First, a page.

Literary Qualities of Slaughterhouse-Five by Kurt Vonnegut

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Vonnegut's title page statement that Slaughterhouse-Five is written in a "telegraphic schizophrenic manner" is a fairly accurate description of the novel's stylistic approach. Drawing on the literary devices of "flashback" and "flash-forward," Vonnegut ignores the restrictions of linear time and fixed space to fashion a novel that, despite its sometimes extraterrestrial setting, displays less affinity with science fiction than it does with psychological drama.

Vonnegut, the writer-narrator, moves freely through narrative time, mixing descriptions of historic Dresden and his personal wartime experiences with Tralfamadorian fantasy and characters from his earlier fiction. Playing Tralfamadorian time against sequential Earth time allows Vonnegut to establish the psychic disorder of both Billy and the society that has produced him.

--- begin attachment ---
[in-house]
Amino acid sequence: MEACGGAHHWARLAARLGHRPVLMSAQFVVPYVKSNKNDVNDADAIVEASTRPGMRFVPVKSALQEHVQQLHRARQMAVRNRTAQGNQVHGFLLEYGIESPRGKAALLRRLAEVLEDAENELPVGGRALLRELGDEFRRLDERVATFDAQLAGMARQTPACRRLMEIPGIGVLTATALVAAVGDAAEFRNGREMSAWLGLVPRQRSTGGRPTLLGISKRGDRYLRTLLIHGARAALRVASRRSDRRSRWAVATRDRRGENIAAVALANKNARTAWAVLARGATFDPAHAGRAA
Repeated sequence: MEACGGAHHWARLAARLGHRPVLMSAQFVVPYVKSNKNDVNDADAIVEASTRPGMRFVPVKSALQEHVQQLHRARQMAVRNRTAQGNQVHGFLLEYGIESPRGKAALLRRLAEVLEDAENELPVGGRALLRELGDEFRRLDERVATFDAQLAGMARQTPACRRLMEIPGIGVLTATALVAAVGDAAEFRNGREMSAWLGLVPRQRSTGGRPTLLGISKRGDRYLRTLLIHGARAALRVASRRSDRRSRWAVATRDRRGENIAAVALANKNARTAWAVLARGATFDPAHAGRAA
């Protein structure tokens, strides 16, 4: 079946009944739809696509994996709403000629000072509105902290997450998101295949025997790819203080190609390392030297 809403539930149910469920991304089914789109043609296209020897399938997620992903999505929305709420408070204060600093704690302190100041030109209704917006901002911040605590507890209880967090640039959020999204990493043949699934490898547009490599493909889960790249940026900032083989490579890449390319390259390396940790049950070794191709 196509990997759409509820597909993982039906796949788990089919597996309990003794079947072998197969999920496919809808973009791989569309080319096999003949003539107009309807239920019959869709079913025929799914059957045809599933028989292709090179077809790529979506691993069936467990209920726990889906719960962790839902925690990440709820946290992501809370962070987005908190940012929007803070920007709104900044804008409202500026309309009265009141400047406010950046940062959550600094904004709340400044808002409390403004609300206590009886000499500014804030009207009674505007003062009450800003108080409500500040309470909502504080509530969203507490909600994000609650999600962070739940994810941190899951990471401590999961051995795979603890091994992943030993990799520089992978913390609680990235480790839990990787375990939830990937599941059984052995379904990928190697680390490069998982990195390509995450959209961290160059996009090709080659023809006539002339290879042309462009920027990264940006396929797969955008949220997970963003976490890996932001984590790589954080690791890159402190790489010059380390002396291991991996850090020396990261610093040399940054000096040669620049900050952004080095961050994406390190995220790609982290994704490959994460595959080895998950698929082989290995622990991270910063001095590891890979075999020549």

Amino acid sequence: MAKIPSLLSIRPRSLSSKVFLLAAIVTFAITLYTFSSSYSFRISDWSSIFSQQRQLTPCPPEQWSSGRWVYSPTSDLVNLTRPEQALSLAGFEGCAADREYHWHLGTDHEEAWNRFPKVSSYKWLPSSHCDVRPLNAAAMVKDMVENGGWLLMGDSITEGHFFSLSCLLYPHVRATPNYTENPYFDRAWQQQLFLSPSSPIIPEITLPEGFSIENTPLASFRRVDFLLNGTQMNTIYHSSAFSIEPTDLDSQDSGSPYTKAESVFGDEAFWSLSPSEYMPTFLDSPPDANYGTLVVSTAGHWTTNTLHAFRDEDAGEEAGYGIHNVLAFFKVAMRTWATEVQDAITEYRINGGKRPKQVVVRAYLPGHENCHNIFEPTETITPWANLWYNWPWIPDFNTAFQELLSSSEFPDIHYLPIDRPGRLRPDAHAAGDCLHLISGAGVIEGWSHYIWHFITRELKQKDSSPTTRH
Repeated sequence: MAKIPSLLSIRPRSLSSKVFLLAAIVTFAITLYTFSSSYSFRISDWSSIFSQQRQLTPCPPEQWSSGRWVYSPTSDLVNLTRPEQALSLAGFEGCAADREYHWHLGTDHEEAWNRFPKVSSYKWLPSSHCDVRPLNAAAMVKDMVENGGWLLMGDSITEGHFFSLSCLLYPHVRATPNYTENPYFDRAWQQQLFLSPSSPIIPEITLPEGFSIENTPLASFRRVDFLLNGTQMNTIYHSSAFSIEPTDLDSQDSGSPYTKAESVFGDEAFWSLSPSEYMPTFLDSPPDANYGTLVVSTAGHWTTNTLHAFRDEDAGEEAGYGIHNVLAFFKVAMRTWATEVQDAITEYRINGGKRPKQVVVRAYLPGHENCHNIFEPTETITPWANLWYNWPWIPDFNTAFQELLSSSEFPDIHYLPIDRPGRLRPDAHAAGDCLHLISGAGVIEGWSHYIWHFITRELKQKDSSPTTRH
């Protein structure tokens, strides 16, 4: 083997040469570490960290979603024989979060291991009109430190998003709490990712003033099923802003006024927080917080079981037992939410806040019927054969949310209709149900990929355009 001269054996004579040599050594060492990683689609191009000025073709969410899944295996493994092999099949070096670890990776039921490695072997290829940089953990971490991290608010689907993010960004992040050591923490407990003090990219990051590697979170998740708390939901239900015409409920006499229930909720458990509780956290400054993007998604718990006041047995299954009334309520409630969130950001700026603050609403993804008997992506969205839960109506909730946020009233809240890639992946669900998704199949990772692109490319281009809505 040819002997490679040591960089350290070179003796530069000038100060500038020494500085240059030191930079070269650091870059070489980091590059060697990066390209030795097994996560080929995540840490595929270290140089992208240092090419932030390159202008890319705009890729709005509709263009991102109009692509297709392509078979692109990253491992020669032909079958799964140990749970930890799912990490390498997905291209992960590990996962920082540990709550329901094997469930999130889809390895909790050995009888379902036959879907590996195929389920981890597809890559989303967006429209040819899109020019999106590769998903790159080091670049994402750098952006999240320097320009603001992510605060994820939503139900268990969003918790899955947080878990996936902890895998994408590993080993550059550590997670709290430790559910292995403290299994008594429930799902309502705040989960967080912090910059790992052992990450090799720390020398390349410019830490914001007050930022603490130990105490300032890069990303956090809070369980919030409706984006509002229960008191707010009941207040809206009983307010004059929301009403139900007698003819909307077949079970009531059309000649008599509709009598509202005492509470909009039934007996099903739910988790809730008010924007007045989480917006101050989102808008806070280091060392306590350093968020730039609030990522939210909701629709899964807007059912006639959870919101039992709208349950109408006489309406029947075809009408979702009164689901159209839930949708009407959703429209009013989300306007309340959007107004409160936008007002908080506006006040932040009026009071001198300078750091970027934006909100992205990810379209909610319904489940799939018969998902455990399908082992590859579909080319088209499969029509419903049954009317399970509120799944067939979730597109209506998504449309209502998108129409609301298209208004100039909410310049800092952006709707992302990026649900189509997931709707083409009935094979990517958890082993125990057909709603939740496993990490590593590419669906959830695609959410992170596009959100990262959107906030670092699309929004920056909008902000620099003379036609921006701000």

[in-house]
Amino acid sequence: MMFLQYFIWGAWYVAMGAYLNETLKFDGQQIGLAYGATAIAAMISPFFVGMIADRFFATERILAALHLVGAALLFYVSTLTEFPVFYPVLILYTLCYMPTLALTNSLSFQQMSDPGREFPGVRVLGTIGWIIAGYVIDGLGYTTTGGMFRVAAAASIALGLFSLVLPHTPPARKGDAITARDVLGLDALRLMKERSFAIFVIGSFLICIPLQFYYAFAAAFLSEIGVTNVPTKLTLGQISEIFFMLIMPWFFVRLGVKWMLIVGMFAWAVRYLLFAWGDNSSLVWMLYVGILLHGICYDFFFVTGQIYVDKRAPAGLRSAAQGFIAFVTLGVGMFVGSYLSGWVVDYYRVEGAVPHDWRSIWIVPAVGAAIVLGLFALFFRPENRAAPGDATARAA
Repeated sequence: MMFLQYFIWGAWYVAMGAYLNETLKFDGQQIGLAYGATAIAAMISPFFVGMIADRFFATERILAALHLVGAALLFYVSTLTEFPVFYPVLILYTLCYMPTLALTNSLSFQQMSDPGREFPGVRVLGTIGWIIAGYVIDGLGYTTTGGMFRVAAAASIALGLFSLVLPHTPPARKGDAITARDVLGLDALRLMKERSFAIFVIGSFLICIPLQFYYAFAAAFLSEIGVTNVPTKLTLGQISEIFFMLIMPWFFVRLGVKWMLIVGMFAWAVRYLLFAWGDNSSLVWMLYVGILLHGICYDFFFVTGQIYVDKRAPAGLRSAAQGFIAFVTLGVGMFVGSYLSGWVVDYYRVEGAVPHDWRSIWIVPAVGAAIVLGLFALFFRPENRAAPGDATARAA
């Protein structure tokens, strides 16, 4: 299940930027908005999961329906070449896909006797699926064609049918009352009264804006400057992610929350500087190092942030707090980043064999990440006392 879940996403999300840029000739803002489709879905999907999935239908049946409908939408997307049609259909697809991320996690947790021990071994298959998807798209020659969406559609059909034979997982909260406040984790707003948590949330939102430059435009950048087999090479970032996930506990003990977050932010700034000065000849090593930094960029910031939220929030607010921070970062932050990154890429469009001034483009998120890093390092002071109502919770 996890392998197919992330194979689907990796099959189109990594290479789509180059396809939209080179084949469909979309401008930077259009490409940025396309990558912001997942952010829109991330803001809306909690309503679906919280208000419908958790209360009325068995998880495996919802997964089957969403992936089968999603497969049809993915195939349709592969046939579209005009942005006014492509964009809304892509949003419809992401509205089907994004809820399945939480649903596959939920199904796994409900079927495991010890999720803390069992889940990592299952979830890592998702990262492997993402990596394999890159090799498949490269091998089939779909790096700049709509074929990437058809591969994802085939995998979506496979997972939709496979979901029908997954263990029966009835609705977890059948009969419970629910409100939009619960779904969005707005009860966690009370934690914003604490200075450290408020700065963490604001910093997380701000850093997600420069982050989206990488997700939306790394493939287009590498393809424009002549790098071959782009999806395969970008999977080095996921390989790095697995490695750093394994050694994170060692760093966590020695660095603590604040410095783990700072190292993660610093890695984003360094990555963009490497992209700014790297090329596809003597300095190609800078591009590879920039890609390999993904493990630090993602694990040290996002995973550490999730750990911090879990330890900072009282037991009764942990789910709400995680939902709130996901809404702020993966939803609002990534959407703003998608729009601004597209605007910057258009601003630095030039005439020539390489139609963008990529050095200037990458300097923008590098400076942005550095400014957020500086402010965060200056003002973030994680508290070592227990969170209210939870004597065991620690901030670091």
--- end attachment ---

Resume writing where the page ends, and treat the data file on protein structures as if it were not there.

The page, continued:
Vonnegut denies being a science fiction writer, and some critics have argued that Slaughterhouse-Five is a novel of "science reality" rather than science fiction. Vonnegut describes a world in which technology has rendered an event...

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This section contains 317 words
(approx. 1 page at 400 words per page)
Buy the Slaughterhouse-Five Study Guide
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Slaughterhouse-Five from Novels for Students. ©2005-2006 Thomson Gale, a part of the Thomson Corporation. All rights reserved.